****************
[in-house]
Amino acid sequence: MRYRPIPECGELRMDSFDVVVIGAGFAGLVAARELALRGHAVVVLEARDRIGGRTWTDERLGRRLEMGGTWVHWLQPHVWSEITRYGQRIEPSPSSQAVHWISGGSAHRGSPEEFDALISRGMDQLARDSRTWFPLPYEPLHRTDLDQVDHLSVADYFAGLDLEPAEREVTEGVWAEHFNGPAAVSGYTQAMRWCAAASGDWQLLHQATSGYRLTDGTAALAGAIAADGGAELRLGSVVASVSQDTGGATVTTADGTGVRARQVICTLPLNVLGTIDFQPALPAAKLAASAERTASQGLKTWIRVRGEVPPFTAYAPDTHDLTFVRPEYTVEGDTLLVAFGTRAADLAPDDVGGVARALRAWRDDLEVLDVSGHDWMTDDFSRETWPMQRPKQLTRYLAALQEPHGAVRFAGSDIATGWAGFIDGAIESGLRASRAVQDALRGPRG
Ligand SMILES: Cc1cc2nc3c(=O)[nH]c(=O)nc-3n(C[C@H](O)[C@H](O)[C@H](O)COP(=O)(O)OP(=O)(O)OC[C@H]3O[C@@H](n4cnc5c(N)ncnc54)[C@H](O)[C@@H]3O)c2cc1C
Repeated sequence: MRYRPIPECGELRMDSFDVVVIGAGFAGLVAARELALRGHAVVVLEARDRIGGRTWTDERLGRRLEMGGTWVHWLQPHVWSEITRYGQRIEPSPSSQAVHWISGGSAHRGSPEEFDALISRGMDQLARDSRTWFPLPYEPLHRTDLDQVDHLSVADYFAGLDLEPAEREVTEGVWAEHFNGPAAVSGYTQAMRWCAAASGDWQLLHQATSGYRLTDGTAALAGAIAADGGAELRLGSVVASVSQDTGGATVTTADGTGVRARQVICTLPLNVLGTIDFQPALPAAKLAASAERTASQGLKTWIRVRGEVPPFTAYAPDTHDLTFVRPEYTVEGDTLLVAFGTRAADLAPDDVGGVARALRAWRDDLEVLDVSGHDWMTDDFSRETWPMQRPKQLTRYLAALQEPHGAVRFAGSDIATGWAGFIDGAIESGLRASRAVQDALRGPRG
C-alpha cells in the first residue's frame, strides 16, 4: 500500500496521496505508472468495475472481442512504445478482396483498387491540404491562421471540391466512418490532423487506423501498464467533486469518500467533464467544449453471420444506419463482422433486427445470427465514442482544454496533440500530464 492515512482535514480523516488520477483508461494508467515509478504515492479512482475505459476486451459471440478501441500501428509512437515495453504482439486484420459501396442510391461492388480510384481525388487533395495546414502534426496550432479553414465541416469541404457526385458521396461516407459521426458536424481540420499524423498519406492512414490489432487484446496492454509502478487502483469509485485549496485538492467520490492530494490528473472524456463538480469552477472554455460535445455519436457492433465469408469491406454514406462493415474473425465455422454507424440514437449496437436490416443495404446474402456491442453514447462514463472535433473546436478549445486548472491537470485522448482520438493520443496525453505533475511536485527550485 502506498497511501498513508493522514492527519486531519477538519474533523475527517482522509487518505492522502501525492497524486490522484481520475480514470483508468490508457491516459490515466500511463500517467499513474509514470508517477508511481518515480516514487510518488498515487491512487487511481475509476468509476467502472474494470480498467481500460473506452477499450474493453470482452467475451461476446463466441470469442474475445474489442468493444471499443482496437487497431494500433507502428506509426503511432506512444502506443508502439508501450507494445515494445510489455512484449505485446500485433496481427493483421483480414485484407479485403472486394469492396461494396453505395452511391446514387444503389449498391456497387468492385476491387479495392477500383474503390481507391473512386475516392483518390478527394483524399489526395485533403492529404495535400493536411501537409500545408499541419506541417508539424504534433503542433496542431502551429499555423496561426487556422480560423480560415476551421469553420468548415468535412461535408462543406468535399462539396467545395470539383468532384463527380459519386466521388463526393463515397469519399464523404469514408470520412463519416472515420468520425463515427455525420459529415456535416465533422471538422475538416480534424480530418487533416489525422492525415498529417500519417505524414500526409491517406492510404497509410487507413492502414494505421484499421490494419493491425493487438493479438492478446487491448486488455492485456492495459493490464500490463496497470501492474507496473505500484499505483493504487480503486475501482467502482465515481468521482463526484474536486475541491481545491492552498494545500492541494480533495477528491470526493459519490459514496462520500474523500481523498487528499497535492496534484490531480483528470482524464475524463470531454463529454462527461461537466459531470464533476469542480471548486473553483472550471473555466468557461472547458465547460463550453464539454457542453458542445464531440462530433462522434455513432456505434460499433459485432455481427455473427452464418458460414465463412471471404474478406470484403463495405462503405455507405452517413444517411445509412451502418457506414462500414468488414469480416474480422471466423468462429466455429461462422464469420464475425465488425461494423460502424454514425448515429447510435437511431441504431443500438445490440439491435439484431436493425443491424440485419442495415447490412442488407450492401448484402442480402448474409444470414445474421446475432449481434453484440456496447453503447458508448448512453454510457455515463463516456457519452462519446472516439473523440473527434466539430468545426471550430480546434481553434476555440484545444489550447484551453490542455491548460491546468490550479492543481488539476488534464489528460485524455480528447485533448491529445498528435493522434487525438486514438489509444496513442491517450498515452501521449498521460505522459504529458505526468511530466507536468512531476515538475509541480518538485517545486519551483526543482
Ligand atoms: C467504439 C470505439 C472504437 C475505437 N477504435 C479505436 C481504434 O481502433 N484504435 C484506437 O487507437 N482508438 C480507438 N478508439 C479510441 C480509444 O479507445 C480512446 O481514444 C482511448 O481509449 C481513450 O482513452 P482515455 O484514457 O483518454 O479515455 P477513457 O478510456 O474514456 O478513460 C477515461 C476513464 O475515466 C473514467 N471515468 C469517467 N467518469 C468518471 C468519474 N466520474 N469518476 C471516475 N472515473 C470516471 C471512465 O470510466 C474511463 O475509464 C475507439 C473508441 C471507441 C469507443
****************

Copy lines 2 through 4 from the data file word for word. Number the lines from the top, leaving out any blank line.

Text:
Amino acid sequence: MRYRPIPECGELRMDSFDVVVIGAGFAGLVAARELALRGHAVVVLEARDRIGGRTWTDERLGRRLEMGGTWVHWLQPHVWSEITRYGQRIEPSPSSQAVHWISGGSAHRGSPEEFDALISRGMDQLARDSRTWFPLPYEPLHRTDLDQVDHLSVADYFAGLDLEPAEREVTEGVWAEHFNGPAAVSGYTQAMRWCAAASGDWQLLHQATSGYRLTDGTAALAGAIAADGGAELRLGSVVASVSQDTGGATVTTADGTGVRARQVICTLPLNVLGTIDFQPALPAAKLAASAERTASQGLKTWIRVRGEVPPFTAYAPDTHDLTFVRPEYTVEGDTLLVAFGTRAADLAPDDVGGVARALRAWRDDLEVLDVSGHDWMTDDFSRETWPMQRPKQLTRYLAALQEPHGAVRFAGSDIATGWAGFIDGAIESGLRASRAVQDALRGPRG
Ligand SMILES: Cc1cc2nc3c(=O)[nH]c(=O)nc-3n(C[C@H](O)[C@H](O)[C@H](O)COP(=O)(O)OP(=O)(O)OC[C@H]3O[C@@H](n4cnc5c(N)ncnc54)[C@H](O)[C@@H]3O)c2cc1C
Repeated sequence: MRYRPIPECGELRMDSFDVVVIGAGFAGLVAARELALRGHAVVVLEARDRIGGRTWTDERLGRRLEMGGTWVHWLQPHVWSEITRYGQRIEPSPSSQAVHWISGGSAHRGSPEEFDALISRGMDQLARDSRTWFPLPYEPLHRTDLDQVDHLSVADYFAGLDLEPAEREVTEGVWAEHFNGPAAVSGYTQAMRWCAAASGDWQLLHQATSGYRLTDGTAALAGAIAADGGAELRLGSVVASVSQDTGGATVTTADGTGVRARQVICTLPLNVLGTIDFQPALPAAKLAASAERTASQGLKTWIRVRGEVPPFTAYAPDTHDLTFVRPEYTVEGDTLLVAFGTRAADLAPDDVGGVARALRAWRDDLEVLDVSGHDWMTDDFSRETWPMQRPKQLTRYLAALQEPHGAVRFAGSDIATGWAGFIDGAIESGLRASRAVQDALRGPRG